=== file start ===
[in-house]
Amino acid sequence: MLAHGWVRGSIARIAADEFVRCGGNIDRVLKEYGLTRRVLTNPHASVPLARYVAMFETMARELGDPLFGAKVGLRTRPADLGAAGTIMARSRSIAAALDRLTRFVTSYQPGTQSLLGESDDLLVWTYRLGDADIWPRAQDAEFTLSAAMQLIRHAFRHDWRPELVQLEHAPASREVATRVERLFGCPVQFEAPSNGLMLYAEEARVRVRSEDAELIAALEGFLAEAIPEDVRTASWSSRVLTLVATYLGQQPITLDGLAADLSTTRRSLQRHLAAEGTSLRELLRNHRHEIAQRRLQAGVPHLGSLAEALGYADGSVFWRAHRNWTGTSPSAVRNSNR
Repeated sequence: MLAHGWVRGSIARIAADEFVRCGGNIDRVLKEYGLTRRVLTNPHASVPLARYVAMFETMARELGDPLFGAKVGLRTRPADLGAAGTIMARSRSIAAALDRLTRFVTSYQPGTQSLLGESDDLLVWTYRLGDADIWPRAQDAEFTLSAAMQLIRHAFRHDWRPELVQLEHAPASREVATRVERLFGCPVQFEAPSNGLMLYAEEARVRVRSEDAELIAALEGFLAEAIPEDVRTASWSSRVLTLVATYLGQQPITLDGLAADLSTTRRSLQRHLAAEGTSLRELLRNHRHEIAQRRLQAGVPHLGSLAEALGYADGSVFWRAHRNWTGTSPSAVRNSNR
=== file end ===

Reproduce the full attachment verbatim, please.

[in-house]
Amino acid sequence: MLAHGWVRGSIARIAADEFVRCGGNIDRVLKEYGLTRRVLTNPHASVPLARYVAMFETMARELGDPLFGAKVGLRTRPADLGAAGTIMARSRSIAAALDRLTRFVTSYQPGTQSLLGESDDLLVWTYRLGDADIWPRAQDAEFTLSAAMQLIRHAFRHDWRPELVQLEHAPASREVATRVERLFGCPVQFEAPSNGLMLYAEEARVRVRSEDAELIAALEGFLAEAIPEDVRTASWSSRVLTLVATYLGQQPITLDGLAADLSTTRRSLQRHLAAEGTSLRELLRNHRHEIAQRRLQAGVPHLGSLAEALGYADGSVFWRAHRNWTGTSPSAVRNSNR
Repeated sequence: MLAHGWVRGSIARIAADEFVRCGGNIDRVLKEYGLTRRVLTNPHASVPLARYVAMFETMARELGDPLFGAKVGLRTRPADLGAAGTIMARSRSIAAALDRLTRFVTSYQPGTQSLLGESDDLLVWTYRLGDADIWPRAQDAEFTLSAAMQLIRHAFRHDWRPELVQLEHAPASREVATRVERLFGCPVQFEAPSNGLMLYAEEARVRVRSEDAELIAALEGFLAEAIPEDVRTASWSSRVLTLVATYLGQQPITLDGLAADLSTTRRSLQRHLAAEGTSLRELLRNHRHEIAQRRLQAGVPHLGSLAEALGYADGSVFWRAHRNWTGTSPSAVRNSNR